Quilt extravaganza: from silk to duck necks

Exhibit of historical quilts opens on Museum Day at Alaska State Museum

Posted: Thursday, May 10, 2001

Usually they come for the glaciers, humpback whales, flight-seeing or fishing opportunities. This year, however, tourists may book a jaunt to Juneau for the quilts.

The first comprehensive exhibition of Alaska's quilts opens Sunday at the Alaska State Museum. The 80 quilts are pieced from materials ranging from mallard ducks' feathered necks to linen, from silk to scraps of clothing.

Phone calls and e-mails have come to the museum from across the nation asking about "Quilts of Alaska: A Textile Album of the Last Frontier," museum Chief Curator Bruce Kato said.

"It's been exciting to hear the response from people all over," Kato said. "I didn't realize there were so many quilt aficionados."

"We have gotten e-mails from as far away as England and New Zealand," said guest curator June Hall, a quilter and board member of the Gastineau Channel Historical Society.

Hall spent eight years working on the Alaska Quilt Survey, a project launched in 1992 to date and document the human drama behind the patterns and pieces in Alaska's quilts. Volunteers traveled all over the state to host Discovery Days - occasions on which residents brought family quilts to a central location in their community.

The volunteers saw and documented 1,500 quilts, including one from Nome in the hexagonal pattern "Grandmother's Flower Garden." The quilt was pieced by Wiley Post's mother after he died with Will Rogers in a 1935 plane crash near Barrow. Mae Post, 65, stitched the quilt for Stanley Morgan, a member of the U.S. Army Signal Corps who helped retrieve the bodies. She mailed her handiwork north. Stanley Morgan's son, Barrow Morgan, who lives in Nome, lent the heirloom for the exhibit.

From the 1,500 quilts, they chose 45 for a catalog and about 80 for the exhibit itself, Hall said.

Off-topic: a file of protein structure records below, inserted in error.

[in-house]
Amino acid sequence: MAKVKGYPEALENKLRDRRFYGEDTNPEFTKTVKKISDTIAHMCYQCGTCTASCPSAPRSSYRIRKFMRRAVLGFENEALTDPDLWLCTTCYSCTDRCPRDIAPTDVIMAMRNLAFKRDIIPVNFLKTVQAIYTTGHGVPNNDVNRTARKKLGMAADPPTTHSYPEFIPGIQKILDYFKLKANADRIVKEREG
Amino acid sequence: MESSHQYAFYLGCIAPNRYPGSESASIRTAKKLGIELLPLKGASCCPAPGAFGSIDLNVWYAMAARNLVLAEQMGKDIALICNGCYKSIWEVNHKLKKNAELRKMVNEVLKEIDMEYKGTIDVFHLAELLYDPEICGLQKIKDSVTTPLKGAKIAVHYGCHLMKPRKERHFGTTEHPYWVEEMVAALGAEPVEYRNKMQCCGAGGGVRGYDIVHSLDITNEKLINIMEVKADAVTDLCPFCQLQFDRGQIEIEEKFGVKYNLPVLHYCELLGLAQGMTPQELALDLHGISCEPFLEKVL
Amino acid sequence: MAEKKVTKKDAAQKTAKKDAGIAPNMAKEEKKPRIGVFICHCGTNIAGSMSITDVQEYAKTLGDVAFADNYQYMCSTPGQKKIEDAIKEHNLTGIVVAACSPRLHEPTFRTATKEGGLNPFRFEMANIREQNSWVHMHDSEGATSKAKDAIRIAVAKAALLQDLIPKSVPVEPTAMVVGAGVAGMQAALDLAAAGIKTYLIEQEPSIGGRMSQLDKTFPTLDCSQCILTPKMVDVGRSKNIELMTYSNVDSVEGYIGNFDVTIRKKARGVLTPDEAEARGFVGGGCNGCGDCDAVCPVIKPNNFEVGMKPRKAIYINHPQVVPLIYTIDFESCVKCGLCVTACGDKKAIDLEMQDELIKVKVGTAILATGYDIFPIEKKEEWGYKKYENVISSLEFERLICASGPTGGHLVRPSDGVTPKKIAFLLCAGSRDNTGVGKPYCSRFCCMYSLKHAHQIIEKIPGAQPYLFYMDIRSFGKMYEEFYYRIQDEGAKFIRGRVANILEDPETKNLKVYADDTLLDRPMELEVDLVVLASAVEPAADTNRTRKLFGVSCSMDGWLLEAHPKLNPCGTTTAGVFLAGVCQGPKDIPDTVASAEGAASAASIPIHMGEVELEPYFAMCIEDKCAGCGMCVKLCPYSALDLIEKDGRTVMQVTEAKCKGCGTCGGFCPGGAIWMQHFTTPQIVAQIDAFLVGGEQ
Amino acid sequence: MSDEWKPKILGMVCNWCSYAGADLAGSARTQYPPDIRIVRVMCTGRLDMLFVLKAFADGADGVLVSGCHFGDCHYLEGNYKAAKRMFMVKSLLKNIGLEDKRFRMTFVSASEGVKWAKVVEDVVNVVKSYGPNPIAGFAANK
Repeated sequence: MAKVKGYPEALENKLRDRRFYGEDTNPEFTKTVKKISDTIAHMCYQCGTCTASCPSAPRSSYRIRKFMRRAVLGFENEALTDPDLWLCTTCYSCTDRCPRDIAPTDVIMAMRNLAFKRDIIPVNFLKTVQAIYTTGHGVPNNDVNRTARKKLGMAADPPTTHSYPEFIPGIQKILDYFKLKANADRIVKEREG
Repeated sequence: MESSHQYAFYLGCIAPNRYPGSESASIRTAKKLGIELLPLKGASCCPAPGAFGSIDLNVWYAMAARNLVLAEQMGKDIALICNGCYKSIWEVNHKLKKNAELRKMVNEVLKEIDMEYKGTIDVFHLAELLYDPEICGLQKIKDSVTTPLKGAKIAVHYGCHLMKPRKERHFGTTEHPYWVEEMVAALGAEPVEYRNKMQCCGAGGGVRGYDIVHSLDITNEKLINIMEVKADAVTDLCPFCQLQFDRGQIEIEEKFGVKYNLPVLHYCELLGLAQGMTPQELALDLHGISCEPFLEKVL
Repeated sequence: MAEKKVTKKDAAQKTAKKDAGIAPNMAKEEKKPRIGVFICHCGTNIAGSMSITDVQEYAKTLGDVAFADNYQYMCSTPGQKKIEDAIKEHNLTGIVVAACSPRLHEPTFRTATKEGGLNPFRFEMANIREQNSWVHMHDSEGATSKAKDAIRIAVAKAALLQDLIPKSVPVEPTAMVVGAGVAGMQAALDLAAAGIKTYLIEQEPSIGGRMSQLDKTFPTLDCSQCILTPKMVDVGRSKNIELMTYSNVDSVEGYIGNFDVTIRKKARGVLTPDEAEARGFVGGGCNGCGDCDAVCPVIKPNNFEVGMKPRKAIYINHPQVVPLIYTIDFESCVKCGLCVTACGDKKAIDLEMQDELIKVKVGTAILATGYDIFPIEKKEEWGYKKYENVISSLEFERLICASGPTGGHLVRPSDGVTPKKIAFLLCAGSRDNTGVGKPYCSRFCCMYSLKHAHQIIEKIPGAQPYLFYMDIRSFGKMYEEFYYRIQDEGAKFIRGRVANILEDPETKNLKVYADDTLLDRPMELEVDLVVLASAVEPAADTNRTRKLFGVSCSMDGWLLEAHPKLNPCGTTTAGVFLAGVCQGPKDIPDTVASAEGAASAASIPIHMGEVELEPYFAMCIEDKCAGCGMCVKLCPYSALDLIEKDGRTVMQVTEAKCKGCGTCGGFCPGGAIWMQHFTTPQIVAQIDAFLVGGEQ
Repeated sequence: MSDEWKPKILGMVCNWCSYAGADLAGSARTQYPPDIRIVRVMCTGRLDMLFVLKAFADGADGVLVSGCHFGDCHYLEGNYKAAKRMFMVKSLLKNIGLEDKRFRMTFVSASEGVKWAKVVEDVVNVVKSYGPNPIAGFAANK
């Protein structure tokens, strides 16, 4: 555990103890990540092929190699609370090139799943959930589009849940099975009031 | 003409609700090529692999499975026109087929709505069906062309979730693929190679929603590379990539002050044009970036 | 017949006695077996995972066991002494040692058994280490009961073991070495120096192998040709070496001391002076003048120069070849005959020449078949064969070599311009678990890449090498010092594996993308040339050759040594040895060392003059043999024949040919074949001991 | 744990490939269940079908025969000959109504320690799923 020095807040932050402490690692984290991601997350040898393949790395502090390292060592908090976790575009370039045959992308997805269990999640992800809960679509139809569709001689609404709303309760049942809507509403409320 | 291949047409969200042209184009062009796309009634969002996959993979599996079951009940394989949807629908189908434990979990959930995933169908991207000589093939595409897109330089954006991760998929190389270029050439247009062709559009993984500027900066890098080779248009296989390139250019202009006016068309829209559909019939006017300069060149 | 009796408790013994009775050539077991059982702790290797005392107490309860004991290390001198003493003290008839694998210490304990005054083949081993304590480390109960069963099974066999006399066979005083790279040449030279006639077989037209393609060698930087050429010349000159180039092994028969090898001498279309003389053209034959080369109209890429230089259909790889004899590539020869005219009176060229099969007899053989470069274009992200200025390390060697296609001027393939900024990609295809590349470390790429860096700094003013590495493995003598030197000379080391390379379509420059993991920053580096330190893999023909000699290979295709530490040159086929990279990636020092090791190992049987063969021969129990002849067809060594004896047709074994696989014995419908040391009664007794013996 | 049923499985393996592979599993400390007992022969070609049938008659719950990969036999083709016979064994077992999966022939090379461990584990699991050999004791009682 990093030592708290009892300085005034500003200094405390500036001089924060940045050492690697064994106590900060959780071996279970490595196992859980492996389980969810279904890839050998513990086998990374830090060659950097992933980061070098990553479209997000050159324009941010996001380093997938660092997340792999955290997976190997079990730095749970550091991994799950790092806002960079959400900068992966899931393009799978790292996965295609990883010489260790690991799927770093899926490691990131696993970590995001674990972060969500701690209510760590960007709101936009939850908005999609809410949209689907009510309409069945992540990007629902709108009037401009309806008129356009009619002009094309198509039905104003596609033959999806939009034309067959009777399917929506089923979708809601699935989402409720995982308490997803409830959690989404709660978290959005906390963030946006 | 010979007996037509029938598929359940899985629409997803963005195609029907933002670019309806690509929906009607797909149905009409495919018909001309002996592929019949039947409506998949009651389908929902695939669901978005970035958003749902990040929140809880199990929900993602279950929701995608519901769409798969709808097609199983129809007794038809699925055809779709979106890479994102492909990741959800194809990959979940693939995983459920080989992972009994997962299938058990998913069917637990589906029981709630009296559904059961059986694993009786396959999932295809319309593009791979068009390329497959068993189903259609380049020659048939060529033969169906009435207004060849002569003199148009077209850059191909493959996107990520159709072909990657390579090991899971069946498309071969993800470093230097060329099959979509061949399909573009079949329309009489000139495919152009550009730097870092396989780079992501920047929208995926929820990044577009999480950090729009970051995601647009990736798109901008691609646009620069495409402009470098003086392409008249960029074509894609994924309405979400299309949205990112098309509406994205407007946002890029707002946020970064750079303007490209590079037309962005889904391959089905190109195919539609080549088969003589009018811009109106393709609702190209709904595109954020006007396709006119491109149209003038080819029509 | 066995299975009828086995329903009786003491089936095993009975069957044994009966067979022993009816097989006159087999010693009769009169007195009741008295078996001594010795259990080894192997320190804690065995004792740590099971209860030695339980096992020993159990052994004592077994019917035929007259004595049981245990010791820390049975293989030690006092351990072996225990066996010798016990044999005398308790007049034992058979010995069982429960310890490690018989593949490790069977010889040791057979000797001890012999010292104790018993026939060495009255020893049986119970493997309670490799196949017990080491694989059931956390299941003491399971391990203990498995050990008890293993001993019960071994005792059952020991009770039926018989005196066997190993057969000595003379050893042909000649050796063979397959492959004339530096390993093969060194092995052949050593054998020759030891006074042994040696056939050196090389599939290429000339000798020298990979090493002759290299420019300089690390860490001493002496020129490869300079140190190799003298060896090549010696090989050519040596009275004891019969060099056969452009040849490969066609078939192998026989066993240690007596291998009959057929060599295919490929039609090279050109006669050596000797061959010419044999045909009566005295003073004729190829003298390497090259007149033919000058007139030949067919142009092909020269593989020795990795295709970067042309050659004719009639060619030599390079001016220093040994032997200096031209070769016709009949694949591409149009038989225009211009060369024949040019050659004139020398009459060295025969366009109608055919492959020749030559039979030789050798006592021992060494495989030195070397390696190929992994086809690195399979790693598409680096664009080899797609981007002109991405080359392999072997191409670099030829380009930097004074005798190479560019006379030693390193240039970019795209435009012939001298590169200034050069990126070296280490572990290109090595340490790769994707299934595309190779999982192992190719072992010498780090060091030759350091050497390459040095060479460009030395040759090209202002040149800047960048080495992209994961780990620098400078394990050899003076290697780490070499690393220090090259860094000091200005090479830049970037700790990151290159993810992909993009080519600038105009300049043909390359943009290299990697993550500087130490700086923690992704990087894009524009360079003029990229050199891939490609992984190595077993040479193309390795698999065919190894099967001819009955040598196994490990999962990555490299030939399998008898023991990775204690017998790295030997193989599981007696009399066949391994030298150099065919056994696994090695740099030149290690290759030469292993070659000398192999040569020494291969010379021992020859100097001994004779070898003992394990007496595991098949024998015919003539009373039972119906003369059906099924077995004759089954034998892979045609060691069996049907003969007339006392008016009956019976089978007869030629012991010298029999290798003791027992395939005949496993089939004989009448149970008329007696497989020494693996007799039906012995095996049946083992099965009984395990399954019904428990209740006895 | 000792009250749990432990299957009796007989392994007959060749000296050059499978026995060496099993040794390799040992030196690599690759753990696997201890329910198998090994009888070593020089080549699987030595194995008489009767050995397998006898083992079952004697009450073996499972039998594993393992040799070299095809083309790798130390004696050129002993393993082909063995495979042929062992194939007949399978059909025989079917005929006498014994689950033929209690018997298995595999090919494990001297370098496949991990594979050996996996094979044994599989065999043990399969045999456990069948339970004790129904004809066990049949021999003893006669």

"These were very hard choices. I kept putting some in, and they would say, 'No, you can't have that one,'" Hall said.

The need to raise funds for travel and the catalog dogged their footsteps at every turn, Hall said. "We were fortunate to get a large grant from the Alaska Humanities Forum and the Friends of the Alaska State Museum. Then, for the book, we got a personal donation from Elmer Rasmuson (whose mother's duck neck quilt from Yakutat is on the cover of the catalog). Those big amounts of money kept us going."

Stereotypes about the value of "women's work" kept quilts from being appreciated and out of the art limelight for centuries, Hall said. A woman quilting was "just keeping busy," while a man painting was "making art." These attitudes meant that quilting was not documented or valued, she said.

"A lot that came into the survey were dragged out from attics, crawl spaces and garages," Hall said. "Some people were totally amazed that they got so much attention" from the surveyors.

Quilts were made by women and men who needed them for practical or aesthetic reasons, Hall said. "They speak of women's perseverance in life and art," Hall said. "They were not dashed off. They weren't trying to see how fast they could make them. I have learned a lot from these quilts, the people who made them and their descendants."

"I don't know if you have perseverance when you begin to quilt or learn it as you go along," she added.

To get the most from the quilt exhibit, people need to slow down, Hall said. "People need to take the time to really grasp what it has taken to make each quilt, because they are very technically difficult to make - which may not be obvious at first glance. Each has its own special quality."

Internationally known quilt scholar Merikay Waldvogel of Tennessee will be in Juneau to lead a walking tour of the exhibit Sunday.

"What's interesting to me about a state like Alaska is that it was a frontier and because people were going there, they took treasured possessions with them. I think that in Alaska we're going to see a microcosm of what we see in the Lower Forty-Eight," Waldvogel said.

People have quizzed Hall about the faded and torn quilts in the exhibit, but she feels they're important. "The ones that are not in good shape still have a real beauty about them. They say something about the age just like a Greek sculpture with no arms."

The quilt collection will be on display at the museum through Sept. 29 and then begins a tour of other Alaska venues. Summer hours are 8:30 a.m. to 5:30 p.m. daily. Copies of the full-color exhibition catalog are $21.95.

Ann Chandonnet can be reached at achandonnet@juneauempire.com.



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